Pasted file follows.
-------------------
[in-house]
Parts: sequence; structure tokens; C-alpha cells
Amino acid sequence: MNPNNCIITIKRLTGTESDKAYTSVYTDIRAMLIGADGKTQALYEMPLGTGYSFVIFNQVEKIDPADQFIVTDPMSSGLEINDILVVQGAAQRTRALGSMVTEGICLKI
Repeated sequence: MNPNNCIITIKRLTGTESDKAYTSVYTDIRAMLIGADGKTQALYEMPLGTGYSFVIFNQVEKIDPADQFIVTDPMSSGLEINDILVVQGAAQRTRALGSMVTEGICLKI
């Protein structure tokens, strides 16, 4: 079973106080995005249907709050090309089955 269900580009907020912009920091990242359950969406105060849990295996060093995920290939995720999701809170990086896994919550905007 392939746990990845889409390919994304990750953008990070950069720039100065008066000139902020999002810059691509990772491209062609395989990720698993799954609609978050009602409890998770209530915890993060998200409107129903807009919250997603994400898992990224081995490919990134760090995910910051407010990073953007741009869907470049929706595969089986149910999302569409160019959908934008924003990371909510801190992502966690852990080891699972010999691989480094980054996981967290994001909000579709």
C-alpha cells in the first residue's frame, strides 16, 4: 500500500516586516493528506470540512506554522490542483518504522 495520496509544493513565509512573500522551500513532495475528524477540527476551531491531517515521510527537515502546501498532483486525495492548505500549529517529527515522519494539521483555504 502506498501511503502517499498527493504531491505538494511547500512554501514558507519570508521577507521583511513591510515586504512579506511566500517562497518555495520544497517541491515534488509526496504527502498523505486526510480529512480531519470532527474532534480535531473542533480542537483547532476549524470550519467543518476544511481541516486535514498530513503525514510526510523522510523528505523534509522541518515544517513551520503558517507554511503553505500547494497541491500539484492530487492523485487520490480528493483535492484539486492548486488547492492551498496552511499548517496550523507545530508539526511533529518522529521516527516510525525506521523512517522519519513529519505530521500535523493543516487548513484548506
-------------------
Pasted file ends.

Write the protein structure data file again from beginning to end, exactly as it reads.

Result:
[in-house]
Parts: sequence; structure tokens; C-alpha cells
Amino acid sequence: MNPNNCIITIKRLTGTESDKAYTSVYTDIRAMLIGADGKTQALYEMPLGTGYSFVIFNQVEKIDPADQFIVTDPMSSGLEINDILVVQGAAQRTRALGSMVTEGICLKI
Repeated sequence: MNPNNCIITIKRLTGTESDKAYTSVYTDIRAMLIGADGKTQALYEMPLGTGYSFVIFNQVEKIDPADQFIVTDPMSSGLEINDILVVQGAAQRTRALGSMVTEGICLKI
């Protein structure tokens, strides 16, 4: 079973106080995005249907709050090309089955 269900580009907020912009920091990242359950969406105060849990295996060093995920290939995720999701809170990086896994919550905007 392939746990990845889409390919994304990750953008990070950069720039100065008066000139902020999002810059691509990772491209062609395989990720698993799954609609978050009602409890998770209530915890993060998200409107129903807009919250997603994400898992990224081995490919990134760090995910910051407010990073953007741009869907470049929706595969089986149910999302569409160019959908934008924003990371909510801190992502966690852990080891699972010999691989480094980054996981967290994001909000579709």
C-alpha cells in the first residue's frame, strides 16, 4: 500500500516586516493528506470540512506554522490542483518504522 495520496509544493513565509512573500522551500513532495475528524477540527476551531491531517515521510527537515502546501498532483486525495492548505500549529517529527515522519494539521483555504 502506498501511503502517499498527493504531491505538494511547500512554501514558507519570508521577507521583511513591510515586504512579506511566500517562497518555495520544497517541491515534488509526496504527502498523505486526510480529512480531519470532527474532534480535531473542533480542537483547532476549524470550519467543518476544511481541516486535514498530513503525514510526510523522510523528505523534509522541518515544517513551520503558517507554511503553505500547494497541491500539484492530487492523485487520490480528493483535492484539486492548486488547492492551498496552511499548517496550523507545530508539526511533529518522529521516527516510525525506521523512517522519519513529519505530521500535523493543516487548513484548506